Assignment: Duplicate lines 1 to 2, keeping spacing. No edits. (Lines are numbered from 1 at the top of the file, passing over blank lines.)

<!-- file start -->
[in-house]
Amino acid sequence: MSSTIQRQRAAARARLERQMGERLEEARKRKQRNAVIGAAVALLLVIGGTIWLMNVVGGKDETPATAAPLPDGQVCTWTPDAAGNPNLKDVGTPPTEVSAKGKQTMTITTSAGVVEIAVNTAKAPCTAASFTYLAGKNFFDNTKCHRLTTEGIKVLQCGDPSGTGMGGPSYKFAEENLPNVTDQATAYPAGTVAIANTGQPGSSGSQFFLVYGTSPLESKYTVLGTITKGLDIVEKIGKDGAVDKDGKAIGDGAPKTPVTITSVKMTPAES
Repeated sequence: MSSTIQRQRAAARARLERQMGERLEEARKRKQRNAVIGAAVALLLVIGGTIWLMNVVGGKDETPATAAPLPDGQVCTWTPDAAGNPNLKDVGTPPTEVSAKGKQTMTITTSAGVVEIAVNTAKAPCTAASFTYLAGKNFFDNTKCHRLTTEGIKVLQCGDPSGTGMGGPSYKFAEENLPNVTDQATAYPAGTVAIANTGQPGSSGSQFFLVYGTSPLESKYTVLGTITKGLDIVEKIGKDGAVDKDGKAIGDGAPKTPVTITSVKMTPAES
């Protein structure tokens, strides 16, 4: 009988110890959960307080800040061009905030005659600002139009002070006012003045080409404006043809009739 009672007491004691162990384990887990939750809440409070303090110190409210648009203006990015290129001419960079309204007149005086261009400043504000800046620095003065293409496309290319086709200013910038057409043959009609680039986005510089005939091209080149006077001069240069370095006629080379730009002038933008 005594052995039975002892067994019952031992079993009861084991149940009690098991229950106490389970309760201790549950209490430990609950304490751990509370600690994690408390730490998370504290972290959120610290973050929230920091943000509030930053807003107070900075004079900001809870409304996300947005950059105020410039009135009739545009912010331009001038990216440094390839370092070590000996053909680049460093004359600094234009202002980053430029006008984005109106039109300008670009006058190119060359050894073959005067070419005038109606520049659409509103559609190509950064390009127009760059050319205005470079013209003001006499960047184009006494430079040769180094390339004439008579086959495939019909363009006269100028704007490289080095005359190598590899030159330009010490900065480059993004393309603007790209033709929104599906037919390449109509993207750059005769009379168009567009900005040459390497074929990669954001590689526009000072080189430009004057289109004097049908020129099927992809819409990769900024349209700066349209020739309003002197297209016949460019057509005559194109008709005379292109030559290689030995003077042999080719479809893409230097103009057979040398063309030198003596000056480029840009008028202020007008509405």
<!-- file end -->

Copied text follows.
[in-house]
Amino acid sequence: MSSTIQRQRAAARARLERQMGERLEEARKRKQRNAVIGAAVALLLVIGGTIWLMNVVGGKDETPATAAPLPDGQVCTWTPDAAGNPNLKDVGTPPTEVSAKGKQTMTITTSAGVVEIAVNTAKAPCTAASFTYLAGKNFFDNTKCHRLTTEGIKVLQCGDPSGTGMGGPSYKFAEENLPNVTDQATAYPAGTVAIANTGQPGSSGSQFFLVYGTSPLESKYTVLGTITKGLDIVEKIGKDGAVDKDGKAIGDGAPKTPVTITSVKMTPAES